Nathaniel Sanchez - Flight Instructor

Aspen Flying Club

Flight Instructor: CFI
Certificates Held: Commercial Single Engine Land, Commercial Multi Engine Land, Instrument Rated
Education: United States Air Force
Nathaniel was born and raised on the island of Oahu, Hawaii. From an early age, he was intrigued by airplanes watching as they flew over his home arriving and departing Honolulu International Airport. Sparking a passion in aviation and a desire to travel the world, he joined the United States Air Force and became a Flying Crew Chief on the KC-135 Strato-Tanker. During his time on the KC-135, Nathaniel had the privilege of traveling to almost every state and multiple destinations overseas all while refueling transport, bombers, and fighters in air. With the experience he gained as a crew chief, Nathaniel obtained his A&P license and went on to work as an Aeromedical Aircraft Maintenance Technician working primarily on Beechcraft King Air C90’s leading him to later obtain his Private Pilot certificate. After many years of having his private pilot  while working as an A&P he made the dive and pursued flying full time, leading him to Colorado. Once in Colorado, Nathaniel obtained all his core ratings at Centennial Airport and his CFI certification at Aspen Flying Club. Nathaniel has a passion for all things aviation and is enthusiastic to share his aviation experiences and knowledge while teaching the next generation of pilots. In his free time Nathaniel enjoys reading, fishing, camping and most of all spending time with his wife and son.

5 useful questions to ask an instructor:

Why did you become a flight instructor?
Regardless of the answer, the way an instructor talks about why they fly is what is important. Look for someone that is excited by teaching. They should have a genuine interest in giving others the gift of flight.

How long have you been flight instructing?
Some Instructors have thousands of hours under their belts and have been flight instructing for their entire careers. Others have a few hundred and are just beginning. A seasoned instructor will have a lot of experience but may have a set teaching style. A freshly minted instructor has less aircraft time but is able to relate to common learning obstacles, having undergone their own flight training in the not too distant past. There are advantages to both types of instructor.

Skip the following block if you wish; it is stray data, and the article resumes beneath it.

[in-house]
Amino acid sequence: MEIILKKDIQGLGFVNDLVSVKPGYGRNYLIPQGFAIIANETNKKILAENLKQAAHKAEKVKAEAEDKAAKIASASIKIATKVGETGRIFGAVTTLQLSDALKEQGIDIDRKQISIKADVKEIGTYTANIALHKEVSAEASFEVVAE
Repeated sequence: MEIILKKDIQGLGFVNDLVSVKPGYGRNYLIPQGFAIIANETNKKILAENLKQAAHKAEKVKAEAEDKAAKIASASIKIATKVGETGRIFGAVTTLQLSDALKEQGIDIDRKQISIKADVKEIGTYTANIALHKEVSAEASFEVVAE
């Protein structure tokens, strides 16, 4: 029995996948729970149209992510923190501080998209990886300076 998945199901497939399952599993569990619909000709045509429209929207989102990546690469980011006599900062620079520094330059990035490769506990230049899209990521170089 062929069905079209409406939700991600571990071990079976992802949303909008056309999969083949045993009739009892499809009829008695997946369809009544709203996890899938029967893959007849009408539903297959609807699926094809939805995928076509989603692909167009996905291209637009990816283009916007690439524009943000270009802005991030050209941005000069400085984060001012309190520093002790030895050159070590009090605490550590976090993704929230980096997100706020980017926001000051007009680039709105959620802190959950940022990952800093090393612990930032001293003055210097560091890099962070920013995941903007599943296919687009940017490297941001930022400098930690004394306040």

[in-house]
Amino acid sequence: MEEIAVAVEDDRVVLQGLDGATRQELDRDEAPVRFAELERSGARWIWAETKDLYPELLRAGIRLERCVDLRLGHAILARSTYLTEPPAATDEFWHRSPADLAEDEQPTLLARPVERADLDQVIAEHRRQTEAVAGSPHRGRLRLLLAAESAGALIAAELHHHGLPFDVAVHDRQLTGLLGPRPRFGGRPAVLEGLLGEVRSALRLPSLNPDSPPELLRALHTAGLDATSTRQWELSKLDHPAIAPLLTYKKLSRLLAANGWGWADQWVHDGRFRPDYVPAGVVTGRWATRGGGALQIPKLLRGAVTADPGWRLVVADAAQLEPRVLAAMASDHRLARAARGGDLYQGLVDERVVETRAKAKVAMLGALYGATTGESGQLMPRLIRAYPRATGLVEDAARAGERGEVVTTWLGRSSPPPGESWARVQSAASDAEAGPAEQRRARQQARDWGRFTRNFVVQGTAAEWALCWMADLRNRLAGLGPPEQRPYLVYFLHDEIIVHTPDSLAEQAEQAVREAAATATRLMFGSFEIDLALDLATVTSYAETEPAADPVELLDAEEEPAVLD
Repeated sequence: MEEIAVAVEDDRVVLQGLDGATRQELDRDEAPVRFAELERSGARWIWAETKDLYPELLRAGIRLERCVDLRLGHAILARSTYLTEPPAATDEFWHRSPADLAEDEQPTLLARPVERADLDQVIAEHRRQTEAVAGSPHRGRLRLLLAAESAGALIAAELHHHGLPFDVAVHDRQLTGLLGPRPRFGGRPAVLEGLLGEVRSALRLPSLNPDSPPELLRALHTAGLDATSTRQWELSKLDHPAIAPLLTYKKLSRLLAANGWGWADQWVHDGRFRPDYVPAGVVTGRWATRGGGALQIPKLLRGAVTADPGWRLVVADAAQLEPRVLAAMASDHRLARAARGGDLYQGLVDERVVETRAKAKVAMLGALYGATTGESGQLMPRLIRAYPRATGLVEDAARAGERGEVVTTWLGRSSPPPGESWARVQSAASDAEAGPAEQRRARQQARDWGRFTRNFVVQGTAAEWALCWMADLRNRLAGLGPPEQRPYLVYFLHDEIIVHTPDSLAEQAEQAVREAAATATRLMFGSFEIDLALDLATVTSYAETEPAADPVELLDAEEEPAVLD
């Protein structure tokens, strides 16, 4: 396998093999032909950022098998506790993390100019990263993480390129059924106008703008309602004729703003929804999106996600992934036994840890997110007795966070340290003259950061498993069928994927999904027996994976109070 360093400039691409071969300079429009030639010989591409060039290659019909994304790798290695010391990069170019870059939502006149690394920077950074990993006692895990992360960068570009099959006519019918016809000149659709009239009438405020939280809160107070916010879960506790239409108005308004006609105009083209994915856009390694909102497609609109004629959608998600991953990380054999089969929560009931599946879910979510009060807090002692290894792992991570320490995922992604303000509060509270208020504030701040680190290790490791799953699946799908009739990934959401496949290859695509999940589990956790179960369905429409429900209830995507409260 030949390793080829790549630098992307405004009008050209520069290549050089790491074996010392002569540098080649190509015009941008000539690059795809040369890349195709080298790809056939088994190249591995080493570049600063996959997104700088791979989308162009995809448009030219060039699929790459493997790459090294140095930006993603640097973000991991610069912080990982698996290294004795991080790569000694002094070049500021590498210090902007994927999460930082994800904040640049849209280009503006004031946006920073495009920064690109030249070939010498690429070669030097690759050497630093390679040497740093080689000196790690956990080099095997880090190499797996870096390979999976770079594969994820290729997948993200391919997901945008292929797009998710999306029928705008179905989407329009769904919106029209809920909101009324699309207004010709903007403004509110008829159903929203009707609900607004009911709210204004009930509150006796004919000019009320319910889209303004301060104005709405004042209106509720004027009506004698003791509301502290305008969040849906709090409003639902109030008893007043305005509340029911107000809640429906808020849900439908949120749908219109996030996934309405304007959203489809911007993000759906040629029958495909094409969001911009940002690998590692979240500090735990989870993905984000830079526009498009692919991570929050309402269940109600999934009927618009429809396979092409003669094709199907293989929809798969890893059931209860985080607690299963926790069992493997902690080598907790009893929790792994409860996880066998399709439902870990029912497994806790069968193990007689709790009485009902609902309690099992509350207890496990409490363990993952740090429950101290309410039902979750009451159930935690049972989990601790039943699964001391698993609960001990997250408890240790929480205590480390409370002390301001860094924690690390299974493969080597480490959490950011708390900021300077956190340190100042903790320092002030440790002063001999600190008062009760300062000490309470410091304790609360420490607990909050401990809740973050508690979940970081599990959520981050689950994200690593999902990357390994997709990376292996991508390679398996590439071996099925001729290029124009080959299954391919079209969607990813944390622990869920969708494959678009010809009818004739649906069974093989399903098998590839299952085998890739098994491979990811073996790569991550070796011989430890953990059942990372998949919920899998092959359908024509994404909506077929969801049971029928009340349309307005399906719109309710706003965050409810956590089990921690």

How do you keep track of your student’s progress?
Using a syllabus is essential so that both student and instructor can track progress and milestones so make sure your instructor uses one. Talk to other students and ask them what kind of reading their doing, what books they’re using and the type of homework they’re getting. There should ALWAYS have some type of “homework” assignment at the end of each lesson.

What is your availability?
Some instructors are part-time and work separate jobs during the week. Others are full-time, but may want to have personal and family time on the weekends. Find an instructor with compatible availability. Flying at least twice a week is the best way to progress quickly through accomplishments with less effort and less overall costs. Choosing an instructor that is able to fly on the same schedule helps to keep flight training on a consistent path.

I’ve heard people talk about “stalling an airplane.” Can you tell me what it means?
This is a classic question. Regardless of knowing what an “aircraft stall” is or not, how an instructor explains this concept will give great insight into how they can explain concepts. Are they patient? Do they use simple terminology that is easy to understand? Do they ask questions to make sure their student understands, or do they over simplify to brush off the question? Find an instructor whose instructing style is a good match.